Free speech, meet the quadcopter. January 12, 2015 CNN announced Monday it has come to an agreement with the Federal Aviation Administration: The news network will be allowed to test drone systems for news-gathering. "Our aim is to get beyond hobby-grade equipment and to establish what options are available and workable to produce high-quality video journalism using various types of UAVs and camera setups," CNN Senior Vice President David Vigilante, said in a press release.
Is it a bird? It is a plane? No it’s a bird-shaped drone called Bionic Bird. This new mechanical bird, due to land this December, will be app controlled, using a Bluetooth 4.0 link to support 100 meters of remote controlled flight from your smartphone or tablet.
"Cirque du Soleil, ETH Zurich, and Verity Studios have partnered to develop a short film featuring 10 quadcopters in a flying dance performance. The collaboration resulted in a unique, interactive choreography where humans and drones move in sync. Precise computer control allows for a large performance and movement vocabulary of the quadcopters and opens the door to many more applications in the future."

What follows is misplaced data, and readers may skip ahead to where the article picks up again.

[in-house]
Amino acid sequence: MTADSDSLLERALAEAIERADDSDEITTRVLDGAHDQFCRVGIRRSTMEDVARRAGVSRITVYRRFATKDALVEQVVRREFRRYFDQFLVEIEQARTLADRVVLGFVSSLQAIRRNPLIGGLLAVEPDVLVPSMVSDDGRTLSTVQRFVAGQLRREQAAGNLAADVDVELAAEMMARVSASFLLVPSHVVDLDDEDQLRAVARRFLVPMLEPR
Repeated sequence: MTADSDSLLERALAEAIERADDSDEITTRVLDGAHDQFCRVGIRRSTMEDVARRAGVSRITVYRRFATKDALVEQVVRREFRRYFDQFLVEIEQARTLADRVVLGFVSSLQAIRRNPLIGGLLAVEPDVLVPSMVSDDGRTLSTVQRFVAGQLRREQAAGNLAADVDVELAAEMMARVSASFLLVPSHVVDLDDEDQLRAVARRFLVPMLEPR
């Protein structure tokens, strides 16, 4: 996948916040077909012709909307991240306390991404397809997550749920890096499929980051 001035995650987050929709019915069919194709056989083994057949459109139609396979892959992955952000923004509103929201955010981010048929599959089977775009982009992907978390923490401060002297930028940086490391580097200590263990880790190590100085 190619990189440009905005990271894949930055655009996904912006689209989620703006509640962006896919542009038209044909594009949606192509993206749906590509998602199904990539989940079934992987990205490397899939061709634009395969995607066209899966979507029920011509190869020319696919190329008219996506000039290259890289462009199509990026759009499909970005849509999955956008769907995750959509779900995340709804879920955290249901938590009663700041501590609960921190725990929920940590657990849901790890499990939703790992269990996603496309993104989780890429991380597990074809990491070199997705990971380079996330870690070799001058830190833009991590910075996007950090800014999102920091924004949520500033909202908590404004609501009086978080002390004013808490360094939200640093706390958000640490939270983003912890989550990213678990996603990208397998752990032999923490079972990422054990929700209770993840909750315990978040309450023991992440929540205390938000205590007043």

The AirDog is a quadcopter with rotor-arms that fold away for easy storage when it is not in use. It's said to be fully autonomous, needing no remote control in order to fly. Users can input the basic flight settings using the device's "AirLeash," a dedicated beacon for the AirDog that's worn on the wrist or helmet and is tracked by the drone.
Two drone aircraft operated by local residents captured high definition aerial footage of the July 17 fire that destroyed the Springfield Veneer and Plywood mill. The videos have each garnered more than 11,000 views on YouTube.
Eugene Springfield Fire Chief Randy Groves said it’s the first use of drones he’s aware of during a fire in the local area.
Their presence illustrates the increasing use of drones and national debate about privacy and safety when they’re in the air.
The operators of the two drones said they wanted to provide a new perspective on the July 17 fire. Their videos capture the fiery catastrophe occuring hundreds of feet below.
“It’s a different way of looking at a fire, and it’s amazing,” said Ryan Levenson, a 20-year-old University of Oregon student majoring in business and journalism.
I noticed this on story on the front page of my local newspaper.
The Drone Graffiti works are interesting as a thought experiment. It plays with what it means to create art in an age of advanced robotics and automation, and it extends the artist’s reach to larger canvases that most taggers can't easily tackle. Visually, however, the paintings aren’t much to look at. With random lines and colors rather than beautiful cohesive artworks, it’s clear that drones aren’t going to replace muralists or street artists anytime soon.